CECL: Confronting Both Immediate Concerns and Extended Impacts
The new Financial Accounting Standards Board (FASB) standard for estimating expected credit losses means that banks must now calculate credit impairment using a more forward-looking approach. Replacing the incurred loss model with the current expected credit loss (CECL) model means that the “probable” threshold will be removed and banks will need to consider expected prepayments when estimating the expected life of a financial asset.
But the impact of the new standard extends far beyond accounting and financial reporting alone. In addition to changing the way they calculate the allowance for loan and lease losses (ALLL), financial institutions will need to consider making process changes in the way they collect data and either adapt their existing financial models and frameworks or develop new ones altogether.
Crowe Horwath LLP specialists have been closely engaged throughout the extended FASB deliberations that led to the new standard. By staying abreast of developments, Crowe can help banks address these new concerns and adapt to the new requirements.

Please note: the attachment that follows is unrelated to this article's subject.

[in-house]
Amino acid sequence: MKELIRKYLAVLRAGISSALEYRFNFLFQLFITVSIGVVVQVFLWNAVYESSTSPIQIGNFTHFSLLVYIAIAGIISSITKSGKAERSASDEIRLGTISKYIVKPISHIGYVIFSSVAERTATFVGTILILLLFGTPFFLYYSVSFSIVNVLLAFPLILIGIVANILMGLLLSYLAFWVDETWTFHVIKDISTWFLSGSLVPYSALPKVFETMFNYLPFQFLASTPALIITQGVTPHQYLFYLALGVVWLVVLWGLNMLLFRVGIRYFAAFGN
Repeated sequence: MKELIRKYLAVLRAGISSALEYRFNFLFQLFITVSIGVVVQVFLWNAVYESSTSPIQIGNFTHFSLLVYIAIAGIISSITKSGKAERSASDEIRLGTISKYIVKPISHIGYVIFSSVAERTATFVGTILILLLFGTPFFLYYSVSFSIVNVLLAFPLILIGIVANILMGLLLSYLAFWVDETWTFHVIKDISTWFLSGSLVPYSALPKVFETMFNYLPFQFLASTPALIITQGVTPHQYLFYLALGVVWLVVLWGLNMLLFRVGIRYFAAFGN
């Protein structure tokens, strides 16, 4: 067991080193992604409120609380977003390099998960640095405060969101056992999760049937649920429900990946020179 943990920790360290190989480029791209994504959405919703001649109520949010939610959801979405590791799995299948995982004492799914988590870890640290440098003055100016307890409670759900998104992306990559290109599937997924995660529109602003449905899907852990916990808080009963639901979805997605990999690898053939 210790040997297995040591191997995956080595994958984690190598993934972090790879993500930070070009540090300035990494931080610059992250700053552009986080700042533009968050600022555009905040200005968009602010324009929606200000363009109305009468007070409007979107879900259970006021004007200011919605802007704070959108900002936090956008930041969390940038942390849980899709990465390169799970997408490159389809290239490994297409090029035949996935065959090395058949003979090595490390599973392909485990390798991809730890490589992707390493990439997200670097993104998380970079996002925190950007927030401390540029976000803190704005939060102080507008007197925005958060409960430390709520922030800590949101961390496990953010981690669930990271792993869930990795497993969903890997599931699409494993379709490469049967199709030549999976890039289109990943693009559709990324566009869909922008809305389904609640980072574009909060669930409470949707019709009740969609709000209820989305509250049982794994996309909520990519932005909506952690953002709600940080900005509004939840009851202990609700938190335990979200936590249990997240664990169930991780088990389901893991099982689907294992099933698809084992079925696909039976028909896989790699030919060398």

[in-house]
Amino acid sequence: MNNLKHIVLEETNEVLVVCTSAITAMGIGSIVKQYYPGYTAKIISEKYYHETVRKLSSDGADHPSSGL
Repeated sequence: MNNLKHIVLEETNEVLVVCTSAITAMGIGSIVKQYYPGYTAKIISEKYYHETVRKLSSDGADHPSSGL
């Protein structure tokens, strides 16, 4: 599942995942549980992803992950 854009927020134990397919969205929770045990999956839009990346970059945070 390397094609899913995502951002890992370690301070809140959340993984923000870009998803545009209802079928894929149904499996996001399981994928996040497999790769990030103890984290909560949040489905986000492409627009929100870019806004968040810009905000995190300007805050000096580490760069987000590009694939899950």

Making the CECL Transition:
Important considerations as your bank moves towards CECL implementation.
Effective Dates and Expected Timing
For the CECL standard, the FASB had created a subgroup of public business entities (PBEs) that do not meet the definition of a “Securities and Exchange Commission (SEC) filer” contained in U.S. generally accepted accounting principles (GAAP), and the effective date for those entities is later than the date for the PBEs that are SEC filers.
The effective dates that were decided previously were extended by one year as follows:
- PBEs that meet the definition of an SEC filer: fiscal years beginning after Dec. 15, 2019 (instead of 2018), including interim periods within those fiscal years
- Other PBEs: fiscal years beginning after Dec. 15, 2020 (instead of 2019), and interim periods within those fiscal years
- All other entities: fiscal years beginning after Dec. 15, 2020 (instead of 2019), and interim periods within the fiscal years beginning after Dec. 15, 2021 (instead of 2020)
The FASB reaffirmed its decision to permit early adoption for all entities for fiscal years beginning after Dec. 15, 2018, including interim periods within those fiscal years, which is consistent with the effective date that originally was agreed upon for PBEs.
The final Accounting Standards Update (ASU) was published on June 16, 2016.
Five Areas That Will Be Affected